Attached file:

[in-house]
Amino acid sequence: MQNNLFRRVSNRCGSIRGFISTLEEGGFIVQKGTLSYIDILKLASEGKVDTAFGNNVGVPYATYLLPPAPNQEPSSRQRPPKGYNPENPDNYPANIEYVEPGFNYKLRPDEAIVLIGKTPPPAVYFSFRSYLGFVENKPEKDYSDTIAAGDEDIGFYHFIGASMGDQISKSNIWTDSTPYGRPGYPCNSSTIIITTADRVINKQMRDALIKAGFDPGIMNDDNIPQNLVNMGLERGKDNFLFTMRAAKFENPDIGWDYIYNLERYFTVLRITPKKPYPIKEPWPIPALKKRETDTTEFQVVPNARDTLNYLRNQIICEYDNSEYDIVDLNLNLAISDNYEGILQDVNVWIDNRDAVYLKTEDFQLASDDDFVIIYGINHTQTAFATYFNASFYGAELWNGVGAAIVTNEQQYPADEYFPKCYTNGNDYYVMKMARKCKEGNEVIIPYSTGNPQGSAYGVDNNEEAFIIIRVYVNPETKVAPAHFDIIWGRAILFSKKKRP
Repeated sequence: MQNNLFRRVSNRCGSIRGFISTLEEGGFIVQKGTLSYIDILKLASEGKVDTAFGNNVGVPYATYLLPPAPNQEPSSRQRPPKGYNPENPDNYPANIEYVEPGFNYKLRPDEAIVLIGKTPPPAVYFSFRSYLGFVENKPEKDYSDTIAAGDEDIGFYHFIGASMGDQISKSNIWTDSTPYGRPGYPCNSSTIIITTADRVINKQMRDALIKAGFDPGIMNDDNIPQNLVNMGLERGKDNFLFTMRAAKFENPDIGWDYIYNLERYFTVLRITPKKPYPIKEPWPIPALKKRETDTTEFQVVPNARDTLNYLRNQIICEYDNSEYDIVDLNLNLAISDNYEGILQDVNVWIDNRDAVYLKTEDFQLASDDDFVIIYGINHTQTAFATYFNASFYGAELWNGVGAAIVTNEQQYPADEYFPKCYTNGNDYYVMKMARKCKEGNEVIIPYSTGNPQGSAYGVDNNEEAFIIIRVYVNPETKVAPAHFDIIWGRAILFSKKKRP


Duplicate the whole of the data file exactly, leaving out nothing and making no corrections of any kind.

[in-house]
Amino acid sequence: MQNNLFRRVSNRCGSIRGFISTLEEGGFIVQKGTLSYIDILKLASEGKVDTAFGNNVGVPYATYLLPPAPNQEPSSRQRPPKGYNPENPDNYPANIEYVEPGFNYKLRPDEAIVLIGKTPPPAVYFSFRSYLGFVENKPEKDYSDTIAAGDEDIGFYHFIGASMGDQISKSNIWTDSTPYGRPGYPCNSSTIIITTADRVINKQMRDALIKAGFDPGIMNDDNIPQNLVNMGLERGKDNFLFTMRAAKFENPDIGWDYIYNLERYFTVLRITPKKPYPIKEPWPIPALKKRETDTTEFQVVPNARDTLNYLRNQIICEYDNSEYDIVDLNLNLAISDNYEGILQDVNVWIDNRDAVYLKTEDFQLASDDDFVIIYGINHTQTAFATYFNASFYGAELWNGVGAAIVTNEQQYPADEYFPKCYTNGNDYYVMKMARKCKEGNEVIIPYSTGNPQGSAYGVDNNEEAFIIIRVYVNPETKVAPAHFDIIWGRAILFSKKKRP
Repeated sequence: MQNNLFRRVSNRCGSIRGFISTLEEGGFIVQKGTLSYIDILKLASEGKVDTAFGNNVGVPYATYLLPPAPNQEPSSRQRPPKGYNPENPDNYPANIEYVEPGFNYKLRPDEAIVLIGKTPPPAVYFSFRSYLGFVENKPEKDYSDTIAAGDEDIGFYHFIGASMGDQISKSNIWTDSTPYGRPGYPCNSSTIIITTADRVINKQMRDALIKAGFDPGIMNDDNIPQNLVNMGLERGKDNFLFTMRAAKFENPDIGWDYIYNLERYFTVLRITPKKPYPIKEPWPIPALKKRETDTTEFQVVPNARDTLNYLRNQIICEYDNSEYDIVDLNLNLAISDNYEGILQDVNVWIDNRDAVYLKTEDFQLASDDDFVIIYGINHTQTAFATYFNASFYGAELWNGVGAAIVTNEQQYPADEYFPKCYTNGNDYYVMKMARKCKEGNEVIIPYSTGNPQGSAYGVDNNEEAFIIIRVYVNPETKVAPAHFDIIWGRAILFSKKKRP